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RECLAIMING THE AMERICAN DREAM: Report Finds Rigorous High School Course Work and a “College-Going Culture” Vital to Success in College

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“Education is our most critical tool for increasing economic opportunity and social mobility,” said Susan Colby

Academic preparation is by far the most effective way to increase the odds that a student will graduate from high school prepared for college and eventually receive his or her college degree, according to a Reclaiming the American Dream, a new report from the Bridgespan Group that was supported by the Bill & Melinda Gates Foundation.

“Education is our most critical tool for increasing economic opportunity and social mobility,” said Susan Colby, Bridgespan Group partner and co-author of the report. “Through this paper we sought to identify the barriers that keep students from earning degrees, and to make recommendations that will help the appropriate actors set priorities and make choices on how to best prepare students for college. All students deserve the opportunity not just to finish high school, but to achieve their aspirations.”

The report finds that students who graduate from high school having met “even a very lenient definition of academic preparedness” have an 85 percent chance of going to college and a 50 percent chance of earning a degree.1 On the other hand, students who fail to meet this standard have only a 14 percent chance of finishing college. According to the report, only 46 percent of high school graduates meet even minimal levels of academic preparation. In particular, it cites research that found the “tipping point of momentum towards a bachelor’s degree [is] now firmly above Algebra 2.”

In addition to academic preparation, the report identified several other factors that increase a student’s chance of earning a college degree. For example, students who expect that a college degree will be essential to pursue their desired careers are six times more likely to earn a degree. In addition, students who are well informed about the course requirements they need to enroll in college are more likely to be successful. As the report points out, many low-income students have the expectation that they will go to college but lack access to rigorous courses and lag far behind in taking advanced math and science. Having a cohort of friends who expect to go to college is also important—even more so than parental encouragement. The report adds that supports that address the issue of college affordability are “important across the board.”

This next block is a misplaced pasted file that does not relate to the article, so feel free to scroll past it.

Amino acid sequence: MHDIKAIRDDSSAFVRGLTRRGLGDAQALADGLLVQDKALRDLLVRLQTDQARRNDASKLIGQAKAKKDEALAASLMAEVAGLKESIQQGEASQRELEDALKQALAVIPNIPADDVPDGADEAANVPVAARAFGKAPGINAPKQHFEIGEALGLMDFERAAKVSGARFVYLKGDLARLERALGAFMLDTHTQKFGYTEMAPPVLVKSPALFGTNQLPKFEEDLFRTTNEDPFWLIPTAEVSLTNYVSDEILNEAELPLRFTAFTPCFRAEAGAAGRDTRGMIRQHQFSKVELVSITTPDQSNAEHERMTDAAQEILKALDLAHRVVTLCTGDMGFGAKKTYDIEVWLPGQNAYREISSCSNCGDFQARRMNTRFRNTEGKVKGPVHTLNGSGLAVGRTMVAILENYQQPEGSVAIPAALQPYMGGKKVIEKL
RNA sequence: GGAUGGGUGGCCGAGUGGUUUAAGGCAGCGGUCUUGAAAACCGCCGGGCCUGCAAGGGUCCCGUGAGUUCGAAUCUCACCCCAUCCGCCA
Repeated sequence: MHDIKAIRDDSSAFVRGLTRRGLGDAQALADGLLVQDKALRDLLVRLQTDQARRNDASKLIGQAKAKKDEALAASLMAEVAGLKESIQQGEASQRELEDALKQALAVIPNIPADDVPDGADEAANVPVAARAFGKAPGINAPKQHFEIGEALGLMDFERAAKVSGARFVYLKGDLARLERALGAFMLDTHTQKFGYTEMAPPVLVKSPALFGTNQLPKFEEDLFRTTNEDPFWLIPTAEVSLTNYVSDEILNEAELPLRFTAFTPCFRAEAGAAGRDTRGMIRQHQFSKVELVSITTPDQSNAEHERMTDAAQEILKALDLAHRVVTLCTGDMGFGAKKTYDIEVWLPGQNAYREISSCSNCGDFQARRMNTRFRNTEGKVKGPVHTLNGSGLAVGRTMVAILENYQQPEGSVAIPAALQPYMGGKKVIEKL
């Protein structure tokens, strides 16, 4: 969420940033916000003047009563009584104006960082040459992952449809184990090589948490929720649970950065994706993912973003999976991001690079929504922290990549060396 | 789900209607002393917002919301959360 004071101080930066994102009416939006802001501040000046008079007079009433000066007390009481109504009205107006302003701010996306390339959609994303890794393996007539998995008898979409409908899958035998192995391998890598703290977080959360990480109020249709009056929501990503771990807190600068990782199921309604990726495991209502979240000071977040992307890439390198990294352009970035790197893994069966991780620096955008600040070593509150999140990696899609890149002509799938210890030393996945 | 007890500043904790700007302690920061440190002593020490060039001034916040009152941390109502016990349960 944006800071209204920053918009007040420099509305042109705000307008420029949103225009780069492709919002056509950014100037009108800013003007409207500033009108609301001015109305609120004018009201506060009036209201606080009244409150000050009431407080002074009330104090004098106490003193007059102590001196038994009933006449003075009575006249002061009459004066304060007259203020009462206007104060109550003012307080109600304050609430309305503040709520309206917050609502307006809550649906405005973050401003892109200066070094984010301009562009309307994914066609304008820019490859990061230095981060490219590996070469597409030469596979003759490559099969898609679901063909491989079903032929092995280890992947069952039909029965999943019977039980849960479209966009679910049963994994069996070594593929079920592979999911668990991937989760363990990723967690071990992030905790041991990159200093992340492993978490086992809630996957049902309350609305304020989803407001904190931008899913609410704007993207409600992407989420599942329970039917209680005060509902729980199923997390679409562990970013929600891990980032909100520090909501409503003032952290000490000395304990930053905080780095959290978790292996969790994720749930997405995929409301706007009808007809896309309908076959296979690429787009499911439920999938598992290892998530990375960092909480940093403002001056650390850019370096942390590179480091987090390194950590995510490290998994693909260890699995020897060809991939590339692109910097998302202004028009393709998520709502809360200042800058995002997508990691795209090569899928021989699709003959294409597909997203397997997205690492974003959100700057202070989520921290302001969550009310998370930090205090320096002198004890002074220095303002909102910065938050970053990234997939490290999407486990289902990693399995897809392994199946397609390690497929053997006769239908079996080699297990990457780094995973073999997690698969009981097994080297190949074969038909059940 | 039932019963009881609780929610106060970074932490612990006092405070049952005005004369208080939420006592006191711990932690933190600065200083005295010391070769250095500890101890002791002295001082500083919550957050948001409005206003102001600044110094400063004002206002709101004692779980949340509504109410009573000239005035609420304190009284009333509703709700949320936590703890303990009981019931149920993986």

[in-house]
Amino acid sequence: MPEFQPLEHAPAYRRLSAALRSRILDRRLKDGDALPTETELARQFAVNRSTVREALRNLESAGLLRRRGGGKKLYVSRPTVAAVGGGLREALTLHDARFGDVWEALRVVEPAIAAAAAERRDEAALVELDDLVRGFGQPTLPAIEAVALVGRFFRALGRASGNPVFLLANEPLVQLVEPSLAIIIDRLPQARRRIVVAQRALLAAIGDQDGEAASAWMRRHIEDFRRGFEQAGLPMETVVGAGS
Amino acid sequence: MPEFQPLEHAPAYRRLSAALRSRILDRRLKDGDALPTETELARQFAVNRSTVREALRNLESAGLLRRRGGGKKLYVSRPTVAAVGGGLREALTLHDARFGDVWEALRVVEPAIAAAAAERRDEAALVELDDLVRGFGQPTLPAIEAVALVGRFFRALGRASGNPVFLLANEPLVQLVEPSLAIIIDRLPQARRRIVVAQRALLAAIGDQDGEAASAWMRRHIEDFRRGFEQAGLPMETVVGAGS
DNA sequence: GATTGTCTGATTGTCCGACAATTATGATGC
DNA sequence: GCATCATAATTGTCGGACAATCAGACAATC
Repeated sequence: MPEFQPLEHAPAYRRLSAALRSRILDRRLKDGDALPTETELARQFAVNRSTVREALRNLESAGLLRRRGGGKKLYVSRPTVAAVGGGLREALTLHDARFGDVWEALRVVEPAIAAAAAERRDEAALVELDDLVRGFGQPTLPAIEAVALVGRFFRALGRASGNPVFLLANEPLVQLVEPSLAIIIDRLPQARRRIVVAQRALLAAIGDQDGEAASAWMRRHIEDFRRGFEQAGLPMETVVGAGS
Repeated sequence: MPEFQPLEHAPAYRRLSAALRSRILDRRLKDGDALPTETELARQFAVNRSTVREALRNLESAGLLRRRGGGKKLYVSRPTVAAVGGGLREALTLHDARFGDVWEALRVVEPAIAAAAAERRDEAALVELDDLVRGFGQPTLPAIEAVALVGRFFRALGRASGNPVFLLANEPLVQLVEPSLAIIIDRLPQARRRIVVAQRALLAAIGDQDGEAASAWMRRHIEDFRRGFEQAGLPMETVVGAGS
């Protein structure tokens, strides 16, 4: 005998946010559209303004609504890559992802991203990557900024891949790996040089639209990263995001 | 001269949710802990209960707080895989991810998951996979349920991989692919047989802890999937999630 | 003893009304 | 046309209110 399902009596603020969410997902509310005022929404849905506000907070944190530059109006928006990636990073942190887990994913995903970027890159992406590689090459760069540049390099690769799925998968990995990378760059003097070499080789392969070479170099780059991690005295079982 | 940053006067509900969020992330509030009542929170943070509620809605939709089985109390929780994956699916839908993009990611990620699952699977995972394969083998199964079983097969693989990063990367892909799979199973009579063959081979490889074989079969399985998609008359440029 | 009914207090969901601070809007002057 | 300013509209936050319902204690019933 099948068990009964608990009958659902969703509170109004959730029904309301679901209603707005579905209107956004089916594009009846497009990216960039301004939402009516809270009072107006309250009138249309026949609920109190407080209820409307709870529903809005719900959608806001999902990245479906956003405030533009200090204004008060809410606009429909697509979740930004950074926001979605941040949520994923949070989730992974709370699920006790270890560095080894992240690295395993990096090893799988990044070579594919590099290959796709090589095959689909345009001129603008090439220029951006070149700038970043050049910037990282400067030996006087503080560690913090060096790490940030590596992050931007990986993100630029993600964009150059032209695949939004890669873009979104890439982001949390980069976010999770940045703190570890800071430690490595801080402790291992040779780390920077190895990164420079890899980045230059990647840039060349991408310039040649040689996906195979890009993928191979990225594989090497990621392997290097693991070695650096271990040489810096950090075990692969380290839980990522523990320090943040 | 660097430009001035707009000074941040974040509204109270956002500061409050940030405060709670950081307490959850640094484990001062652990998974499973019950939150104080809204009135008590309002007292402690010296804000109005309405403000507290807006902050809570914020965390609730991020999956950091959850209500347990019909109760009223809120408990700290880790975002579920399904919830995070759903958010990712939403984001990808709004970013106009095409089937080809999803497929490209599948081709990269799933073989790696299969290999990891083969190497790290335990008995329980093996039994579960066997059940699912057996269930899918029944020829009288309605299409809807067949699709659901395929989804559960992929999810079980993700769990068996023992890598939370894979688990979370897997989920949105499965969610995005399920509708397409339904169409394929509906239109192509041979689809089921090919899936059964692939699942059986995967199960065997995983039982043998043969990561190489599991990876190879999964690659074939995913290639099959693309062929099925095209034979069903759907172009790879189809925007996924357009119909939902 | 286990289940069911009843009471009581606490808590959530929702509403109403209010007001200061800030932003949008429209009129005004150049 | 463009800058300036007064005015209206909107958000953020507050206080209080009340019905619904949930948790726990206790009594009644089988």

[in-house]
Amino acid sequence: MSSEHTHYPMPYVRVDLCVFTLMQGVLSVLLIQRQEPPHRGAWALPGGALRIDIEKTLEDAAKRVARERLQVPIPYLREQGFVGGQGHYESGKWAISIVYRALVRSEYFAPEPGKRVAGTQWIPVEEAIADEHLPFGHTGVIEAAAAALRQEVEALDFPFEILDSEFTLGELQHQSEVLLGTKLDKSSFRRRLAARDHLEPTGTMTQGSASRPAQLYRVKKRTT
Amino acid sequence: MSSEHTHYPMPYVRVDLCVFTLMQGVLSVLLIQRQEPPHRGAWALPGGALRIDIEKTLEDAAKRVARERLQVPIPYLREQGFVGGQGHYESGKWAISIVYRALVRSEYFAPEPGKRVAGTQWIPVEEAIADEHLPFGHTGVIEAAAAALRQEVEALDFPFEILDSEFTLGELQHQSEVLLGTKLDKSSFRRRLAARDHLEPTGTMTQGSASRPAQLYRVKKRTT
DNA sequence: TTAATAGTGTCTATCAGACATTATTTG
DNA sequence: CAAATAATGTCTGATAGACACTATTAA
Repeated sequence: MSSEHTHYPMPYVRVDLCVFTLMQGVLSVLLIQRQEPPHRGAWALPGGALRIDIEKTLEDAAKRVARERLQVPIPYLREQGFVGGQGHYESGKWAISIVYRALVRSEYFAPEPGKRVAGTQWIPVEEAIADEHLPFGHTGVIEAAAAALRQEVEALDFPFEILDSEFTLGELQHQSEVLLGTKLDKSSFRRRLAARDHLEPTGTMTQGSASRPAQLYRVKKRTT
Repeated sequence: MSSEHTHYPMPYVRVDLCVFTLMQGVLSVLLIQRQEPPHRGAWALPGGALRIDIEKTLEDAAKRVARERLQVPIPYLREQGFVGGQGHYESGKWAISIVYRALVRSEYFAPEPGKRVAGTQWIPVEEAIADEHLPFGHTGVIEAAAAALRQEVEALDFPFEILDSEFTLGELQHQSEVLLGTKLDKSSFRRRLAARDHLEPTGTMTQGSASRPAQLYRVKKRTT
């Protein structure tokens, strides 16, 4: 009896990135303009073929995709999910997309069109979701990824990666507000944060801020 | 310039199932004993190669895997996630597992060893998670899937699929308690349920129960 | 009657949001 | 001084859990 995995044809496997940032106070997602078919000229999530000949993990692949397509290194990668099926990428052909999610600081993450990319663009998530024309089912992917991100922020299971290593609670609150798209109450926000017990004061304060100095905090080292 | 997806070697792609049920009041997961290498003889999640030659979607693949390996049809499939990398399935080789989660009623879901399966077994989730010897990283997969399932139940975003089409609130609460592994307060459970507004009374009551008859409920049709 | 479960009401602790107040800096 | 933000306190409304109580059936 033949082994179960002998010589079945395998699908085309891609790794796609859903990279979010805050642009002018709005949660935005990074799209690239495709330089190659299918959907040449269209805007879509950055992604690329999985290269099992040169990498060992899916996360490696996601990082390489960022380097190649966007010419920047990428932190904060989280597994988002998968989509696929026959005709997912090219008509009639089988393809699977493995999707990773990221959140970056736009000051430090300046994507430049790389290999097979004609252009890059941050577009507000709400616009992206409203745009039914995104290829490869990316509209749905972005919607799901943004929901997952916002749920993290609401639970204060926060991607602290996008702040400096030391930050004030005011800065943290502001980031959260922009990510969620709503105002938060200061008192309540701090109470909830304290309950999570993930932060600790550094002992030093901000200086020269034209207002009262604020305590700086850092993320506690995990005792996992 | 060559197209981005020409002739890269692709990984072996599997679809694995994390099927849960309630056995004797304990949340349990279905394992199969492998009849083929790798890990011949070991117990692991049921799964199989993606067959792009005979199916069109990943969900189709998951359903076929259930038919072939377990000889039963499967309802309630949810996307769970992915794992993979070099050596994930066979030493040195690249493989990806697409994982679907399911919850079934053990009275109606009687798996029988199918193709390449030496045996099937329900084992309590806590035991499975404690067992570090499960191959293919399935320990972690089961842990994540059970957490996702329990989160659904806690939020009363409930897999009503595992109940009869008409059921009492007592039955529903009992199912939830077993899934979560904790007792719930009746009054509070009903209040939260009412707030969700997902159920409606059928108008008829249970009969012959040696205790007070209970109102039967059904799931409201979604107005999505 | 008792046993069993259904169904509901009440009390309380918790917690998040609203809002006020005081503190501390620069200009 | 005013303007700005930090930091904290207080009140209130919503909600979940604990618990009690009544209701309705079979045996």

Among its recommendations, the report supports a challenging high school curriculum and high school exit requirements that are aligned with college entrance requirements. To help students meet these higher standards, schools need to provide additional supports such as tutoring for students and professional development for teachers to “create the conditions for rigorous programs to be successful.”

Reclaiming the American Dream calls for “college-going cultures” in all high schools where students have a clear understanding of the relevance of college and are surrounded by high expectations for success. It also encourages students to challenge misperceptions about college affordability. “Studies show that many students falsely assume that they cannot afford college,” it reads. “Half to three-quarters of low-income students do not apply for aid or loans. Changing this perception and connecting students with financial help greatly improves their chances of entering college and earning a degree.”

The complete report is available at http://www.bridgespan.org/PDF/ReclaimingtheAmerican%20DreamWhitePaper.pdf.

1) According to the National Educational Longitudinal Study (NELS), which the Bridgespan Group analyzed in writing the report, students are defined as “minimally qualified” for college if they meet one of five criteria: 1) Rank at or above the 54th percentile in their class; 2) Have a GPA of 2.7 or higher in academic courses; 3) Have a combined SAT score of 820 or above (approximately the 35th percentile); 4) Have an ACT composite score of 19 or higher (approximately the 40th percentile); or 5) Score at the 56th percentile or above on the 1992 NELS math and reading composite aptitude test.

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